I’ve heard a few employers say they are shifting their recruiting strategy away from career fairs and/or moving toward virtual career fairs. This flies in the face of research done by Mary Scott, President of Scott Resource Group, an independent consulting firm specializing in university relations and recruiting.
The way students view career fairs and their expectations HAVE changed and this is largely due to technology and the millennial approach to life in general.
Technology – instant access to web sites and job postings have allowed students to do their homework before the fair and know about a company before meeting the recruiter. Further, apps developed strictly for career fairs (UConn is introducing one for the first time this year) make it even easier for students to plan their time wisely, research and “star” the employers they’re interested in, and look at a company on the spot, if the booth is appealing and catches their attention. Gone are the days of collecting paper and learning more about what a company does at the fair. Students have become sophisticated enough to know what many companies do before approaching the recruiter. They’re asking more pointed questions and want to know more about specific work-life, job responsibilities, and corporate responsibility, to name a few.
Taboo technology – Scott’s research confirms that students want a personal connection, which concurs with most millennial studies. While technology is good, it’s a tool. Students want personal attention and they want to make a connection. The worst thing a recruiter can say, according to students interviewed, is “go to the website.” Post-fair surveys we’ve conducted at UConn confirm Scott’s research – the negative most cited in post-fair surveys by students is “why waste my time at the career fair if the recruiter is just going to tell me to go to their website.” Students want a personal experience. They want to FEEL the culture of the organization.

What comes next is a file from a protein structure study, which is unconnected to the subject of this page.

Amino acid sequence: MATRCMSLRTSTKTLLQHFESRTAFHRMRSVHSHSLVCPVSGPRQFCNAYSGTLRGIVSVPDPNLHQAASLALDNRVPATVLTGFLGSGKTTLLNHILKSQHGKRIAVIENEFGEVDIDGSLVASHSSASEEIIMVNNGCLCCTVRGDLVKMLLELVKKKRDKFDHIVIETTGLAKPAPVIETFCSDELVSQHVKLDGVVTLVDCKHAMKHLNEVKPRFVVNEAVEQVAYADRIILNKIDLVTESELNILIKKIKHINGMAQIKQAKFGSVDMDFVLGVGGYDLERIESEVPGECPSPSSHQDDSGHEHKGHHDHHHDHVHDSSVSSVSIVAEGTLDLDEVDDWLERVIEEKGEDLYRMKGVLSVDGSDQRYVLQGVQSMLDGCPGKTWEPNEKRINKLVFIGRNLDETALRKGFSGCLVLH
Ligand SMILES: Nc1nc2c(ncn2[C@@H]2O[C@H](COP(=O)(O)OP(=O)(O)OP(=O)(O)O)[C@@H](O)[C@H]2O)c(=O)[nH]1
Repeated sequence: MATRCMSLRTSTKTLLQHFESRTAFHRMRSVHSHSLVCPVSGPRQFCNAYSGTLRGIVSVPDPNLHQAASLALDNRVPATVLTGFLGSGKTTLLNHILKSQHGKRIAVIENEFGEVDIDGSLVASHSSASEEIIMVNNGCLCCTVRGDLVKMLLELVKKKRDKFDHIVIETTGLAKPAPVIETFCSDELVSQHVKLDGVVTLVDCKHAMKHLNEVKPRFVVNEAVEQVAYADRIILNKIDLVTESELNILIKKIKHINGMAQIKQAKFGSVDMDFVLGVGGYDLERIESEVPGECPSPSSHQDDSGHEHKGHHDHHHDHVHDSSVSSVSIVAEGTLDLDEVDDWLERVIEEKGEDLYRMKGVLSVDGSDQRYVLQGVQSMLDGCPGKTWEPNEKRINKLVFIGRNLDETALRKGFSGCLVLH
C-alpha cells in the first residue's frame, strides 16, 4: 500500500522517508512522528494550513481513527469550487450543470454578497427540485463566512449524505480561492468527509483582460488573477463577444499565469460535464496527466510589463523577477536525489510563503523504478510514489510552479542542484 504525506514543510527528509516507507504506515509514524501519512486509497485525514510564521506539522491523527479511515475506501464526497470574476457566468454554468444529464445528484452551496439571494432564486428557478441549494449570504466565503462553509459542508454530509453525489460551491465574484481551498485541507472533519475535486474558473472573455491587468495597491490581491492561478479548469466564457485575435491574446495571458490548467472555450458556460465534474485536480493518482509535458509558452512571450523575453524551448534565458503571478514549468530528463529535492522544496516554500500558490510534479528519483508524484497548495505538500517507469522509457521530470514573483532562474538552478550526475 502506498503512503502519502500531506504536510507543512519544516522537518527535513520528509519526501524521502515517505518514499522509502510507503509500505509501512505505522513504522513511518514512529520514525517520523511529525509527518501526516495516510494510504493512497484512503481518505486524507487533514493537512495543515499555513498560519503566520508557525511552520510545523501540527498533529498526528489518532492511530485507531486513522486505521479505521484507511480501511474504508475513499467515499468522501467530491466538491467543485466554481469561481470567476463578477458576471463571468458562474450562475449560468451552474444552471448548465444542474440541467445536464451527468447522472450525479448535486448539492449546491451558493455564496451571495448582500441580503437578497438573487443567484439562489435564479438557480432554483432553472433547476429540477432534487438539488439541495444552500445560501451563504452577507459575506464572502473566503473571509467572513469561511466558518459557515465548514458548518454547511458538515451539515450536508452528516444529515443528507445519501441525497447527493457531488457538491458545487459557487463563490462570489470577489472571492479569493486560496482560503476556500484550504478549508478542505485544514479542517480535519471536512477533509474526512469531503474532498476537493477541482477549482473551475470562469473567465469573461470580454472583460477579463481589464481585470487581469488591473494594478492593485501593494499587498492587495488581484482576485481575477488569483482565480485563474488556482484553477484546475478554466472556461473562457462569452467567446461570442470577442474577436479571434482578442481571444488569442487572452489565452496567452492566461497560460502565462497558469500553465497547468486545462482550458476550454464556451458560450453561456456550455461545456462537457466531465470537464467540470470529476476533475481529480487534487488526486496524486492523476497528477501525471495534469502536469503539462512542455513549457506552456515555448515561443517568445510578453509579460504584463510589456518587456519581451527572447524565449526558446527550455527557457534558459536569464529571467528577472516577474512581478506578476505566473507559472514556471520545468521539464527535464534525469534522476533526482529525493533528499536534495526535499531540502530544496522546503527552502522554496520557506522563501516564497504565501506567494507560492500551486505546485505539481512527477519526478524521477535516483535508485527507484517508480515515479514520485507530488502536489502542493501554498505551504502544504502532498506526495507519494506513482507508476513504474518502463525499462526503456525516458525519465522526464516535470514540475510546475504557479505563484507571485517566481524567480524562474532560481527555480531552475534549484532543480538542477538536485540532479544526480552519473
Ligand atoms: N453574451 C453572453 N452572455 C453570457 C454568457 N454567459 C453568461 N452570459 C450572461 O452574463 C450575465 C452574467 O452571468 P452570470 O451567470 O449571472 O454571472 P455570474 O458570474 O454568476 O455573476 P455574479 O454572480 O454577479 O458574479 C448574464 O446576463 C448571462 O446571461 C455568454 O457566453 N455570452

This means students MUST do their homework – whether it’s in advance of the fair or in the bleachers before approaching an employer. Employers report that one of the worst thing a student can say at the fair is “so, what does your company do?” While some recruiters don’t mind this question, and see it as an opportunity to sell their company, others see the irony in students complaining about being sent to the web site, yet not bothering to go there first to learn about the company.
Scott’s research identifies 5 essentials of a successful fair experience:
• Employers must send enough coverage – students don’t want to wait in line more than 20 minutes to talk to each company.
• Recruiters should know about all positions the company is hiring for – or know where to refer a student to for more information.
• Employers must be willing to engage underclassmen who are interested in internships and co-ops in the future. Cultivating them early, during this exploratory stage, will bring them back. According to Scott this may also help the student in future course selection, to ensure a good fit later.
• Employers should provide information on any upcoming events they’ll be on campus for. I suggest this to employers all the time – a flyer that gives students key dates, like info sessions, on-campus interviews, etc. In addition, if a company is underwriting/sponsoring an upcoming campus event (homecoming, 5k, etc.), include that information too. Students like to see corporate commitment to their university and want to be a part of an organization committed to their school.
• Make it seamless – the application process must be intuitive. If a student learns about a position at the fair, it must be easy to apply. Many vendors are providing programs to employers and schools to make that process easier for both sides.
The career fair continues to be a valued and vital piece of the college recruiting landscape. UConn’s fall schedule is set – “Navigating the Career Fair” panels featuring top recruiters will be on September 27 and 28 and the fairs will be on October 5 (all university, all majors, all industries) and October 6 (STEM Fair – Science, Technology, Engineering and Math careers and industries). Visit our web site for more information.